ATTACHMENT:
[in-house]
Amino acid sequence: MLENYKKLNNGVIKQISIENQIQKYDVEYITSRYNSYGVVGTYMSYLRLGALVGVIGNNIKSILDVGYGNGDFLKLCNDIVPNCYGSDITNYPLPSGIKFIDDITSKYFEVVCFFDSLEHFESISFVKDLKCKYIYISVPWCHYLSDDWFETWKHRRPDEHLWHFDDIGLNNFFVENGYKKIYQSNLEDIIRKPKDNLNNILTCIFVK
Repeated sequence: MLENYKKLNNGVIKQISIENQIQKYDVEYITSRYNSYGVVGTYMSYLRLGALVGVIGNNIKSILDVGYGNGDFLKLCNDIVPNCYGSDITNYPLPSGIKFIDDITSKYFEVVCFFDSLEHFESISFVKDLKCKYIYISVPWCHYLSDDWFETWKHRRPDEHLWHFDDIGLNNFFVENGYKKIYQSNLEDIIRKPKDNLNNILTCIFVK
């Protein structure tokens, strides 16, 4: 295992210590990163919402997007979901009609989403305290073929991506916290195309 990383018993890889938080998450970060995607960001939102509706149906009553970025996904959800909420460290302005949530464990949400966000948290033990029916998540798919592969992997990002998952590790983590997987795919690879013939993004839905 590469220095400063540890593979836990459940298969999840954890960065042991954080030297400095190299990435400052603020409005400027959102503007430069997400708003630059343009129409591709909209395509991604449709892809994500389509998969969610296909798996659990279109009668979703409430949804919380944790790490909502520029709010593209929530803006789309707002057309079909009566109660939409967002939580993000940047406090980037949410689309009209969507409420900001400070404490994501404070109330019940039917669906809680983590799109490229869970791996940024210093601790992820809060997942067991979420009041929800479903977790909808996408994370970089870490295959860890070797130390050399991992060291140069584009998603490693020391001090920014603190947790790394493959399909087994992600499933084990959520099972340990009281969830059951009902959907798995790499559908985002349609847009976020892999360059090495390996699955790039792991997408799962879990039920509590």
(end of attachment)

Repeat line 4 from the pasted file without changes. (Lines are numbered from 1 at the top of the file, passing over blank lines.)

């Protein structure tokens, strides 16, 4: 295992210590990163919402997007979901009609989403305290073929991506916290195309 990383018993890889938080998450970060995607960001939102509706149906009553970025996904959800909420460290302005949530464990949400966000948290033990029916998540798919592969992997990002998952590790983590997987795919690879013939993004839905 590469220095400063540890593979836990459940298969999840954890960065042991954080030297400095190299990435400052603020409005400027959102503007430069997400708003630059343009129409591709909209395509991604449709892809994500389509998969969610296909798996659990279109009668979703409430949804919380944790790490909502520029709010593209929530803006789309707002057309079909009566109660939409967002939580993000940047406090980037949410689309009209969507409420900001400070404490994501404070109330019940039917669906809680983590799109490229869970791996940024210093601790992820809060997942067991979420009041929800479903977790909808996408994370970089870490295959860890070797130390050399991992060291140069584009998603490693020391001090920014603190947790790394493959399909087994992600499933084990959520099972340990009281969830059951009902959907798995790499559908985002349609847009976020892999360059090495390996699955790039792991997408799962879990039920509590």